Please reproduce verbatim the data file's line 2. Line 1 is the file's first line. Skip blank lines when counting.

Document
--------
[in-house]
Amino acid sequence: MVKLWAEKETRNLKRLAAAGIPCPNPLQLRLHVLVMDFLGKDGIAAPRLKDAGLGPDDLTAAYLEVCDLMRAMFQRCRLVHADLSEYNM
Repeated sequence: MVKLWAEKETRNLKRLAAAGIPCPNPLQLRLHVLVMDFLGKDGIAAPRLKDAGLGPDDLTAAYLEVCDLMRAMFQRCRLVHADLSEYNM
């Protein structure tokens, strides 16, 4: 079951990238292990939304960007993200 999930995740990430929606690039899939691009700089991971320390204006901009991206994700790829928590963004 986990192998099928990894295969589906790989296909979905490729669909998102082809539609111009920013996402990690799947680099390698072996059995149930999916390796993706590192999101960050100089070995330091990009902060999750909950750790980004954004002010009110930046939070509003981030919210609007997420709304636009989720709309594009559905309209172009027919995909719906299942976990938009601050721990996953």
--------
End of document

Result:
Amino acid sequence: MVKLWAEKETRNLKRLAAAGIPCPNPLQLRLHVLVMDFLGKDGIAAPRLKDAGLGPDDLTAAYLEVCDLMRAMFQRCRLVHADLSEYNM